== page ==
Once you have spent time in solitude, you return to life in community. It is a rhythm that we all must learn. 

A return to the noisy world can be troubling if we believe that our practice of prayer, solitude or fasting has somehow caused us to be suddenly more mature or better than those who did not show as much discipline.

Trusting in God may be a challenge for you if you’re more comfortable trusting in your own spiritual efforts. You may have decided that if you do the ‘right’ things, then God will be obligated to approve of you.
If you fulfill your religious obligations (i.e., go to church, help the needy, not curse, pray, read the Bible, give money, visit the sick, etc.), then God must keep his end of the bargain (i.e., all nothing bad to happen to you or those you love).
You may have reduced the gift of salvation to a mere contract with God. God has become your spiritual business partner.[1]

In solitude we must learn to rest in the mercy of God’s love for the broken, weak person that we really are. God loves us! We return to society with a sober mind and humility. The truth learned and the Presence experienced in solitude will equip us to come out of the prayer closet and love more patiently. Solitude does not need to be lost when you depart from it.

“A day filled with noise and voices can be a day of silence, if the noises become for us the echo of the presence of God, if the voices are, for us, messages and solicitations of God. When we speak of ourselves and are filled with ourselves, we leave silence behind. When we repeat the intimate words of God that he has left within us, our silence remains intact.” [2]

Think about your reality being transformed in such a way that you hear echoes of God in every noise and conversation. What if your words were transformed by what you heard from God in times of solitude?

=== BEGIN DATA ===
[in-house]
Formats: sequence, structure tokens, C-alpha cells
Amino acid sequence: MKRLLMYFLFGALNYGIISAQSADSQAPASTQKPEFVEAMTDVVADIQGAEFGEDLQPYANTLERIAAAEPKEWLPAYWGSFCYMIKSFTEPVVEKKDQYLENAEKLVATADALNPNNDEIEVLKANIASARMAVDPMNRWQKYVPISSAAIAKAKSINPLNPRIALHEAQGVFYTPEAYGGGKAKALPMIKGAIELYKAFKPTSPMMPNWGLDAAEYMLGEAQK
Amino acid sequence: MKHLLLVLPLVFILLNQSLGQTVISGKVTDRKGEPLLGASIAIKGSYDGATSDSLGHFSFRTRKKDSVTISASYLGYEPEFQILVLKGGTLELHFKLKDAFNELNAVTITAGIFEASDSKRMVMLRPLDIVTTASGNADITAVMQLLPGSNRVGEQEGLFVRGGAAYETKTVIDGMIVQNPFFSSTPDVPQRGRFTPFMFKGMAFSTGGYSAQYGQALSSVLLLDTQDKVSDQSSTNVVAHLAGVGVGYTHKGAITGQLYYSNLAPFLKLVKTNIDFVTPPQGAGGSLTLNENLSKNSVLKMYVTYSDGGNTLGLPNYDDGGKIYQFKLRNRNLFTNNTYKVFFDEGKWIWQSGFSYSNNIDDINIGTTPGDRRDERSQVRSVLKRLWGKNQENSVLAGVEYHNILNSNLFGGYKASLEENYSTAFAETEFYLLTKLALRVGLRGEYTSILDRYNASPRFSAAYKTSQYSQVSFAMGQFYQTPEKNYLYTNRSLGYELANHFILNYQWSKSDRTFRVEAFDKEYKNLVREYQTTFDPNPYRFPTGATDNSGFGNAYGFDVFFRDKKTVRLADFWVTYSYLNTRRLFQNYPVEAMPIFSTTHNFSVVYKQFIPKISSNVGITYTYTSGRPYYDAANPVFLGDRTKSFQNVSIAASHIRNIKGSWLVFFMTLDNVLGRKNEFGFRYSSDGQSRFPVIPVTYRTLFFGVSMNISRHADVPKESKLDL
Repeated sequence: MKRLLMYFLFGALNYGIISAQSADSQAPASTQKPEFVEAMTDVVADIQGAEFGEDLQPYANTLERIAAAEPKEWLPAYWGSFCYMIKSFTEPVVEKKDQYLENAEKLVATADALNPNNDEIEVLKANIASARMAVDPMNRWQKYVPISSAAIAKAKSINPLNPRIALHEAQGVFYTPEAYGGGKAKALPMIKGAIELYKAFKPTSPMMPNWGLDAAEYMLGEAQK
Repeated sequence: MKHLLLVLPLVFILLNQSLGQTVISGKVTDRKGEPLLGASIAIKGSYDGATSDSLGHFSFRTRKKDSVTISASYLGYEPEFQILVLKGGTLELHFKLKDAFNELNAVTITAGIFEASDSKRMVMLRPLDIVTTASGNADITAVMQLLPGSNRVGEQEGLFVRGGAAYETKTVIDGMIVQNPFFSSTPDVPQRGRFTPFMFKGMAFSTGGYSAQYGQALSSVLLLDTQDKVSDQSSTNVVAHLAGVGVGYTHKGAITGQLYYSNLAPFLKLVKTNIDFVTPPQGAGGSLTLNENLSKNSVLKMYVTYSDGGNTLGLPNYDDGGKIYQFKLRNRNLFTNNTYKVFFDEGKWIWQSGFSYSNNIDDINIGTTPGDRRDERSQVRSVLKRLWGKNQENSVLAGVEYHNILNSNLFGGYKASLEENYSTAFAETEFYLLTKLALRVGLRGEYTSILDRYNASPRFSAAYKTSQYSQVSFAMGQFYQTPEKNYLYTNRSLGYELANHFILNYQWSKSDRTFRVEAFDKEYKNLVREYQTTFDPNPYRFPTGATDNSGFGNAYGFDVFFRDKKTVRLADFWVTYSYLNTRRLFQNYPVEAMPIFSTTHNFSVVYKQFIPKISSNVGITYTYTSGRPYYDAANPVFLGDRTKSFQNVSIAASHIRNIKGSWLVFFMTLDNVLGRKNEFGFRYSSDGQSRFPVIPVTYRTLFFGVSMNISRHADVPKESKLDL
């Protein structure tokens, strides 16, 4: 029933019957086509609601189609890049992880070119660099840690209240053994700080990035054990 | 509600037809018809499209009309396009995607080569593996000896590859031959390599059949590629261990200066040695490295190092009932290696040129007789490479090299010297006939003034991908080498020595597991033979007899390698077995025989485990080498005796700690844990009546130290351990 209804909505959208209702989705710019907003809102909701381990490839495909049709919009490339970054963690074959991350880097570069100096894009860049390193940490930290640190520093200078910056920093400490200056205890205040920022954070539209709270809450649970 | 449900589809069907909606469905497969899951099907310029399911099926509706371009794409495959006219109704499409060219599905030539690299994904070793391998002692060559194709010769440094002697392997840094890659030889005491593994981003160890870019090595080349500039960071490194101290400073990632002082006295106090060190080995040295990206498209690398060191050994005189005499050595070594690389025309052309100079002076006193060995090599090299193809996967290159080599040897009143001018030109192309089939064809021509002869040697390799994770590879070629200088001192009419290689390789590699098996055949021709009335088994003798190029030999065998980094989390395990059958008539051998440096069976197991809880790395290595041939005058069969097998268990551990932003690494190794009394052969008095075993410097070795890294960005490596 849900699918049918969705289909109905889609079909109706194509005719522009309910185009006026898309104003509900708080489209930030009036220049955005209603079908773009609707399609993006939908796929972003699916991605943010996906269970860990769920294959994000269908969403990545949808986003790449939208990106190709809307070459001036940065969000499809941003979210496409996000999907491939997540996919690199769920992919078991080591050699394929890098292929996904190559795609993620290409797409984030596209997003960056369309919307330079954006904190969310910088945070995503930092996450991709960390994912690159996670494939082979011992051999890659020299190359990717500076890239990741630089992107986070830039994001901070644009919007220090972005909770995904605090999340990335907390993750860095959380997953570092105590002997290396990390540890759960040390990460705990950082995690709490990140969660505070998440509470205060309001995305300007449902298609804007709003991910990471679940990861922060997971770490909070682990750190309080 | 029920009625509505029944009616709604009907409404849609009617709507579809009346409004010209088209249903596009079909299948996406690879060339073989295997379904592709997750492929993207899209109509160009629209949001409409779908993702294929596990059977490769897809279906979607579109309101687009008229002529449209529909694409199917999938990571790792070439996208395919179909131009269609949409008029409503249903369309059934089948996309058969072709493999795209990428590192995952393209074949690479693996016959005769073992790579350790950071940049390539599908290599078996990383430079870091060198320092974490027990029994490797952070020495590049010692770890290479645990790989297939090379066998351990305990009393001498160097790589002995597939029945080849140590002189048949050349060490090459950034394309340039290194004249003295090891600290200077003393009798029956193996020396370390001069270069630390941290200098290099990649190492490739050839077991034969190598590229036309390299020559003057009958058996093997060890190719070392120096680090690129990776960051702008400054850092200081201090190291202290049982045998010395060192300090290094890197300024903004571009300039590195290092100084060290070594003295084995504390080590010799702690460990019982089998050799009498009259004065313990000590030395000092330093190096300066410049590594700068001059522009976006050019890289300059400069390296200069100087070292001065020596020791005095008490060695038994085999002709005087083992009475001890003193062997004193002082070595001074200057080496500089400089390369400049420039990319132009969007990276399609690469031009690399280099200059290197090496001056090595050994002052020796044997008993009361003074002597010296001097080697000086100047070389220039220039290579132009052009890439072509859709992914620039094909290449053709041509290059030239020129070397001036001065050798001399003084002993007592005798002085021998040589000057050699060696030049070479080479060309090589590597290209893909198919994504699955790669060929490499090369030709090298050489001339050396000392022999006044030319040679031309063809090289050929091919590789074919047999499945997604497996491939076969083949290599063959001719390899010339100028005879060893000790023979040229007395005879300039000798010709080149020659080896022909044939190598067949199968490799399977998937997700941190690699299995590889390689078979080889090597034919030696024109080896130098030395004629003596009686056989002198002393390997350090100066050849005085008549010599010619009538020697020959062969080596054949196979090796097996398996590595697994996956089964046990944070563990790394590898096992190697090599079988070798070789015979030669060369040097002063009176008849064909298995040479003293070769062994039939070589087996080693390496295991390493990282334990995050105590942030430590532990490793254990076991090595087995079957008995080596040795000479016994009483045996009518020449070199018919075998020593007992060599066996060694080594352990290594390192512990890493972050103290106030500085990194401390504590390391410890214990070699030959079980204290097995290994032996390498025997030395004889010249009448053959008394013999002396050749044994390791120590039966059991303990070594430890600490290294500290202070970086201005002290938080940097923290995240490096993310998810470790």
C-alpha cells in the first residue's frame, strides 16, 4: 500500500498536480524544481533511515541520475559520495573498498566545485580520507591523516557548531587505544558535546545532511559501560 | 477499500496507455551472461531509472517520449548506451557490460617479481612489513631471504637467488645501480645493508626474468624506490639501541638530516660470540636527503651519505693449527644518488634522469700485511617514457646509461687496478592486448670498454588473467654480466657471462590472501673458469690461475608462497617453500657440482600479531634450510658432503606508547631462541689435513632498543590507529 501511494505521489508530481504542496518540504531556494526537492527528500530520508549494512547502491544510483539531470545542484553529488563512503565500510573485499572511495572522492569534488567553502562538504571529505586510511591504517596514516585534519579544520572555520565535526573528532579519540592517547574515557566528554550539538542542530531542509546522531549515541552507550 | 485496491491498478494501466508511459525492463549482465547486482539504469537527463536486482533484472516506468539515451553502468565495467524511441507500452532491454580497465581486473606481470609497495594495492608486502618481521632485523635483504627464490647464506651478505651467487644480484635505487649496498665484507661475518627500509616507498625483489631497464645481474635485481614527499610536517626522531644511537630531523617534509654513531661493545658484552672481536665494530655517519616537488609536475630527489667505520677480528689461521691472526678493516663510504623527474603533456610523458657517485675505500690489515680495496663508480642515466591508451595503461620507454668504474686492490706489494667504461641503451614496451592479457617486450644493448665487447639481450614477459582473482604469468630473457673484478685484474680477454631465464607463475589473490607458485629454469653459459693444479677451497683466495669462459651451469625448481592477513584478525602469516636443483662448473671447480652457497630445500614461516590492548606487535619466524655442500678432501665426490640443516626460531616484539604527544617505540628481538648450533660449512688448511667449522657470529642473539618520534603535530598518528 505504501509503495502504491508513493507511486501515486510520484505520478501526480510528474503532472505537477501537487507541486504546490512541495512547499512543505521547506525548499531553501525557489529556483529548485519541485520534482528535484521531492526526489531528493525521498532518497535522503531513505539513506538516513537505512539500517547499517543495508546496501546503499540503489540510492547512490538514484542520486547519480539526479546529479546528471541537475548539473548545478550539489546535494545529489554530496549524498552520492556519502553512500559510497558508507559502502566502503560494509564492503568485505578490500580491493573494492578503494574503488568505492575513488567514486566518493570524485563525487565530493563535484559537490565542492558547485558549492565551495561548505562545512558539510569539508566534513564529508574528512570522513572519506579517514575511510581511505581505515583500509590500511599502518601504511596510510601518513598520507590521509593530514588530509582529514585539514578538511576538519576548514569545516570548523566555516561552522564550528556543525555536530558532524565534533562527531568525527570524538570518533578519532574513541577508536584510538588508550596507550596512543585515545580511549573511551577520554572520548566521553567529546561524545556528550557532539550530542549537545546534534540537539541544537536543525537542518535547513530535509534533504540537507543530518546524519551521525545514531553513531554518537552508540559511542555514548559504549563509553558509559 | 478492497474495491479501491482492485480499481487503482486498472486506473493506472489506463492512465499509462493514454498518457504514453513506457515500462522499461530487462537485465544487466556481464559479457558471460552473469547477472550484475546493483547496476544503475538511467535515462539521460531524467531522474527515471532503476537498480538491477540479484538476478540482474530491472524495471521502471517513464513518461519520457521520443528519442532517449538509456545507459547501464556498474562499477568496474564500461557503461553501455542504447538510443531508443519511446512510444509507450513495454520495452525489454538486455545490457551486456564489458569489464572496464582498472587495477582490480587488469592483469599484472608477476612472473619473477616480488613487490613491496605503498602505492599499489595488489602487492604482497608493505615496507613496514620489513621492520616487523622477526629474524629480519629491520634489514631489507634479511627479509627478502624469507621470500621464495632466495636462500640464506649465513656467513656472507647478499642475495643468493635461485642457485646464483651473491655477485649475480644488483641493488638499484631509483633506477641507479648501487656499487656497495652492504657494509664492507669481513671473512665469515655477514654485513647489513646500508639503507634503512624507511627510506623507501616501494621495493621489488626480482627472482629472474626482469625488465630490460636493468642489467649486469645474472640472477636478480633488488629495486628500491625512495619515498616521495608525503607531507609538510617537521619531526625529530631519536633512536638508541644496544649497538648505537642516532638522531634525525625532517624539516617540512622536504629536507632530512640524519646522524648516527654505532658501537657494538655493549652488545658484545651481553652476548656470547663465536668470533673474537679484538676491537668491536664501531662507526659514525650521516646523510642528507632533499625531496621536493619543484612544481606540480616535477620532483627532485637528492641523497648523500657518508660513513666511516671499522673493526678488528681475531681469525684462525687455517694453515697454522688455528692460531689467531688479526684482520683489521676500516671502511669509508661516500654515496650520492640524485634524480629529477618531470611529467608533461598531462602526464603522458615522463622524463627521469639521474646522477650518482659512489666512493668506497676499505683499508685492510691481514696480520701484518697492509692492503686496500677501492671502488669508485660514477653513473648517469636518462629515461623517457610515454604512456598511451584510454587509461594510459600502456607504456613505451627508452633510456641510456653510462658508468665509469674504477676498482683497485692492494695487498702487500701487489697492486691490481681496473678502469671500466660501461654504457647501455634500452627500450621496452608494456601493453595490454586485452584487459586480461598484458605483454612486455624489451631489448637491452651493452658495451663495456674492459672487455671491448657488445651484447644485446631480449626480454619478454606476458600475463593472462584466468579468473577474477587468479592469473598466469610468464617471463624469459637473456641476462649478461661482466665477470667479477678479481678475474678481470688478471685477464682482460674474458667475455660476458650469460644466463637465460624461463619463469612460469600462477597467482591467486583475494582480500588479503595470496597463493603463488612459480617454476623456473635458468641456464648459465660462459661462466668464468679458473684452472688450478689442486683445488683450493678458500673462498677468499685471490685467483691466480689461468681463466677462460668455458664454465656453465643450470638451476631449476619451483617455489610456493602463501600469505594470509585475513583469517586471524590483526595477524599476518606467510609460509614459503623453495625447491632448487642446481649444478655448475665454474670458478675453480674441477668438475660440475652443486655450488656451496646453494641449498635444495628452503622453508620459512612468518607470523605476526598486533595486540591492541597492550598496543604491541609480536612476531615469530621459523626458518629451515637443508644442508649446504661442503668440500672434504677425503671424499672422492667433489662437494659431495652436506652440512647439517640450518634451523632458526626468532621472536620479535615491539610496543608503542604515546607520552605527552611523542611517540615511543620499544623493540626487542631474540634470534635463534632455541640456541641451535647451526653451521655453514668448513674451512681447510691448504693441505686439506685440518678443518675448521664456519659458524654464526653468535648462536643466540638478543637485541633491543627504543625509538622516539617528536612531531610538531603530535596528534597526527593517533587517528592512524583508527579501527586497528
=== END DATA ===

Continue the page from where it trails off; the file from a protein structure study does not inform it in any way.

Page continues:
Let me leave you with a prayer written by Thomas Merton in his book ‘Thoughts In Solitude’. Say this one aloud.

“My Lord God, I have no idea where I am going. I do not see the road ahead of me. I cannot know for certain where it will end.

Nor do I really know myself, and the fact that I think that I am following your will does not mean that I am actually doing so.

But I believe that the desire to please you does in fact please you. And I hope I have that desire in all that I am doing. I hope that I will never do anything apart from that desire.

And I know that if I do this you will lead me by the right road though I may know nothing about it. Therefore will I trust you always though I may seem to be lost and in the shadow of death.

I will not fear, for you are ever with me, and you will never leave me to face my perils alone.”[3]

[1] Dr. Gregory L. Jantz and Dr. Tim Clinton, “Don’t Call It Love”, Revell ©2015, p.168
[2] Catherine de Haeck Doherty, Poustinia: Christian Spirituality of the East for Western Man (Notre Dame, IN: Ave Maria Press, 1974), p. 23
[3] Thomas Merton, Thoughts In Solitude, Farrar, Straus & Giroux, 1999


David Wagner said…
Great thoughts here Kevin.Sometimes when you have to be alone because of pain or surgery you end up having some serious conversations with God. You often end up asking the question-"Why have you allowed this to happen to me?" For me it was a time to slow me down from the frantic pace of life I always live. It gave me time to ask God what he really wanted me to do with my life.It was a time where I allowed the peace of God to flood over my soul, calm my spirit and let me hear his still small voice.
Kevin Rogers said…
That's so true David. God has a wonderful bedside manner when we find ourselves immobilized. I'm slowly learning to go to God before I 'have to'.